A few weeks ago, I identified Americanism as one of the idols we must avoid as American Christians. This is particularly important in our current election year if we are to keep our heads screwed on straight. In that sermon I said it was dangerous to apply Christ's "city on a hill" metaphor to America.
In a recent interview about his book In Search of the City on a Hill, Hillsdale College professor Richard Gamble, with far more historical expertise than I, expressed exactly the same concerns.
I'm troubled by just how secularized the 'city on a hill' metaphor has become. I think it has become so closely identified with the American nation and with the American sense of mission that it...is at risk of losing all of its identification with the church. This was a test case for me of showing how biblical language can become radically secularized and politicized....I'd like to see Christians who read this book pause and think a little more carefully about what happens to the identity of the church when America, or any nation state, takes on even part of that identity....But the church has ultimately lost something by surrendering that city on a hill identity, and it leads to a profound confusion between the city of God and the city of man, between the work of the church and the work of the state.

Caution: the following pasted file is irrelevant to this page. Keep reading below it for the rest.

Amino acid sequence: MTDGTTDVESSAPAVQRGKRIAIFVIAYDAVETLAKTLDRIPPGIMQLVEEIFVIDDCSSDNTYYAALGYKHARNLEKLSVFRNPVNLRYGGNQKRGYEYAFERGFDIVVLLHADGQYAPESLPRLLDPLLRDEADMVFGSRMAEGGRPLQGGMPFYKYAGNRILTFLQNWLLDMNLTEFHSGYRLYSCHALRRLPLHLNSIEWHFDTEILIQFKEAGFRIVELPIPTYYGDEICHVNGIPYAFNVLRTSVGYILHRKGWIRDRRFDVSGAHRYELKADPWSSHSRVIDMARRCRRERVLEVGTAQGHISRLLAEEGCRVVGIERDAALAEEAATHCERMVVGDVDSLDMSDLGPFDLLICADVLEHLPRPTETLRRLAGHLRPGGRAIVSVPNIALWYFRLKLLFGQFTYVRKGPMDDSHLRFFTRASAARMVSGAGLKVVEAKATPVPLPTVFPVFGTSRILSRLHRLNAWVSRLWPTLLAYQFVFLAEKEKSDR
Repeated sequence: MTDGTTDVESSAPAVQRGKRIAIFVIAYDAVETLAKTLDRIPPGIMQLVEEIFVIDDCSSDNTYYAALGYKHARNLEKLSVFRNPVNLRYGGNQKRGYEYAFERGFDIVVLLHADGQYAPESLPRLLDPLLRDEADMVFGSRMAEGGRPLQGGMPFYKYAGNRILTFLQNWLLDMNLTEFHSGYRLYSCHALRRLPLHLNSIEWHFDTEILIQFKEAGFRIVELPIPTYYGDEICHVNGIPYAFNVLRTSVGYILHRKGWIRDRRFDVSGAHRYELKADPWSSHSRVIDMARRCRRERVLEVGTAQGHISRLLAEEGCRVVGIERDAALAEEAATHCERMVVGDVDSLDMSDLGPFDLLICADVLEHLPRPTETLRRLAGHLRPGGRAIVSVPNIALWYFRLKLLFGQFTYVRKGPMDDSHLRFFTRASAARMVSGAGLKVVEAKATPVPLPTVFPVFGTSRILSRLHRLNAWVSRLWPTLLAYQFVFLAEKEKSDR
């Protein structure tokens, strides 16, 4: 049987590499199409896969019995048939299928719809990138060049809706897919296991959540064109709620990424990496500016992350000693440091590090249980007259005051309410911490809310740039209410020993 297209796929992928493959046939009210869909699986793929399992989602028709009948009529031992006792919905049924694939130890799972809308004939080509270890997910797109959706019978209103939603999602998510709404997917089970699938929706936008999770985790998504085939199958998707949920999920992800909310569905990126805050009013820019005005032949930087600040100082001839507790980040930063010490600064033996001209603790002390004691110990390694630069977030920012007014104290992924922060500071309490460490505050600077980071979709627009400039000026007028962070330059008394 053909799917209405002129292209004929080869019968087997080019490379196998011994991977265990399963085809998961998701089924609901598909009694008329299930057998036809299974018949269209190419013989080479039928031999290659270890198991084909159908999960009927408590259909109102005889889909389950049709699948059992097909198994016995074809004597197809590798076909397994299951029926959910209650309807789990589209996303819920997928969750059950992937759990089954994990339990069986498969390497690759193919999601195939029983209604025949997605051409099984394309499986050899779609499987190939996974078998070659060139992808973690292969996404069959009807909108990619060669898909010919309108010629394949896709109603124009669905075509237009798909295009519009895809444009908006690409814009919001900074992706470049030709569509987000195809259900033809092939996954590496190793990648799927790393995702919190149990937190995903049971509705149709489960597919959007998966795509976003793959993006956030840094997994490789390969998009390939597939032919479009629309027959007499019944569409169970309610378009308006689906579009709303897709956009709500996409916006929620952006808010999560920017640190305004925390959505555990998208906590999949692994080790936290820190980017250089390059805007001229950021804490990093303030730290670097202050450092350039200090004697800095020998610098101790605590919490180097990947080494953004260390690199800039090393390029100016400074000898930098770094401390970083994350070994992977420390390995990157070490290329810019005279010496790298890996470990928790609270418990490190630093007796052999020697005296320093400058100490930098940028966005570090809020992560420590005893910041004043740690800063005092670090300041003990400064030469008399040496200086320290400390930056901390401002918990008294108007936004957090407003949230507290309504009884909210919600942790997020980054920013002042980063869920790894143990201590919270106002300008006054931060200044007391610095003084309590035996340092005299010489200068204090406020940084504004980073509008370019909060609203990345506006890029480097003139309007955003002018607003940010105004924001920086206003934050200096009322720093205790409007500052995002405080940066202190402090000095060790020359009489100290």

I truly believe that the gospel will not make good progress in this nation if we don't make clear that it means turning to God from idols to serve the living and true God. May God help the churches of this nation to reclaim our God-given identity.
Again, you can listen to the entire interview here.